2. L. H. Brown, M. W. Hubble, D. C. Cone et al., “Paramedic determinations of medical necessity: a meta-analysis,” Prehospital Emergency Care, vol. 13, no. 4, pp. 516–527, 2009. View at: Publisher Site | Google Scholar
  3. R. Brown and J. Warwick, “Blue calls—time for a change?” Emergency Medicine Journal, vol. 18, no. 4, pp. 289–292, 2001. View at: Publisher Site | Google Scholar
  4. A. A. Ebarhimian, N. Khalesi, G. Mohamadi, M. Tourdeh, and M. Naghipour, “Transportation management in pre-hospital emergency with physiological early warning scores,” Journal of Health Administration, vol. 15, no. 49, pp. 1–9, 2012 (Persian). View at: Google Scholar
  5. B. J. Knapp, B. L. Kerns, I. Riley, and J. Powers, “EMS-initiated refusal of transport: the current state of affairs,” The Journal of Emergency Medicine, vol. 36, no. 2, pp. 157–161, 2009. View at: Publisher Site | Google Scholar
  6. M. Kamper, B. D. Mahoney, S. Nelson, and J. Peterson, “Feasibility of paramedic treatment and referral of minor illnesses and injuries,” Prehospital Emergency Care, vol. 5, no. 4, pp. 371–378, 2001. View at: Publisher Site | Google Scholar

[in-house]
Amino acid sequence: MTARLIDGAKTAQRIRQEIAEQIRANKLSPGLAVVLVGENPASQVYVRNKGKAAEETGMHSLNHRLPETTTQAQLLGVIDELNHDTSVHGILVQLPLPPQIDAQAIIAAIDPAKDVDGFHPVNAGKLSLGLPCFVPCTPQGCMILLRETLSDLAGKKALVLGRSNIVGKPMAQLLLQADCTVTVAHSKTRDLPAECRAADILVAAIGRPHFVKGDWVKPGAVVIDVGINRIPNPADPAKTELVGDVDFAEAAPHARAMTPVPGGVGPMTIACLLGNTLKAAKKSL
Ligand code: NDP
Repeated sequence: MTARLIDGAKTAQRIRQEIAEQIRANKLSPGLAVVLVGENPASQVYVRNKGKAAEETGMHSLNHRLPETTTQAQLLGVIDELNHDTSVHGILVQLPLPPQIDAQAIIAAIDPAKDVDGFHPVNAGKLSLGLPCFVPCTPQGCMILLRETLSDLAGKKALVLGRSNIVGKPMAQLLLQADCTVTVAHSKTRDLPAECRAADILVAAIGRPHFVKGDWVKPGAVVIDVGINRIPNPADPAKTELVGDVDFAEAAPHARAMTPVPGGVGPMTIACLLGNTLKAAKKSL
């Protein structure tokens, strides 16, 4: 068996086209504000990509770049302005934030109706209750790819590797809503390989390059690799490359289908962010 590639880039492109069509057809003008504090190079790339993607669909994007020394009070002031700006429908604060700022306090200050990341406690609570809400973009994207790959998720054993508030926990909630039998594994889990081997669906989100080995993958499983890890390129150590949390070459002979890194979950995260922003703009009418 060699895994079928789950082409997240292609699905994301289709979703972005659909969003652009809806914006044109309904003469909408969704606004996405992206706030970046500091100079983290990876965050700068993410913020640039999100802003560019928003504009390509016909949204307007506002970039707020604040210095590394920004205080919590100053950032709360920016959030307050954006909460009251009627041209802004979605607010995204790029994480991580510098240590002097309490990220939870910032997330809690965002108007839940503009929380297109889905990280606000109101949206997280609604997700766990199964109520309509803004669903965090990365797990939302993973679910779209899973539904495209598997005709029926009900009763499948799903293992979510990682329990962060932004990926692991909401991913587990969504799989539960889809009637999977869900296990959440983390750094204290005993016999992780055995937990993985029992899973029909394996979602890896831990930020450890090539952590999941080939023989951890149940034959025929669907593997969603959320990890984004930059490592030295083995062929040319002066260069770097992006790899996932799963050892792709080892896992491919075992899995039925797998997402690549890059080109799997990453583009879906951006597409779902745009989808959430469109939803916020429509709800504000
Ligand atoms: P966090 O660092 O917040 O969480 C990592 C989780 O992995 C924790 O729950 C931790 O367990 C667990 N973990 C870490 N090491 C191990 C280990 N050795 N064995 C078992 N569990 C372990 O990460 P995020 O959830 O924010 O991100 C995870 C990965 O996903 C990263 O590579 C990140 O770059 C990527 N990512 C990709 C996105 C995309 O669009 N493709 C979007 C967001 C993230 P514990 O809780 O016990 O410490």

7. C. Mann and H. Guly, “Is the emergency (999) service being misused? Retrospective analysis,” British Medical Journal, vol. 316, no. 7129, pp. 437–438, 1998. View at: Publisher Site | Google Scholar
  8. A. Ebrahimian, H. Shabanikiya, and N. Khalesi, “The role of physiological scores for decision making in internal pre-hospital emergency situations,” Healthmed, vol. 6, no. 11, pp. 3612–3615, 2012. View at: Google Scholar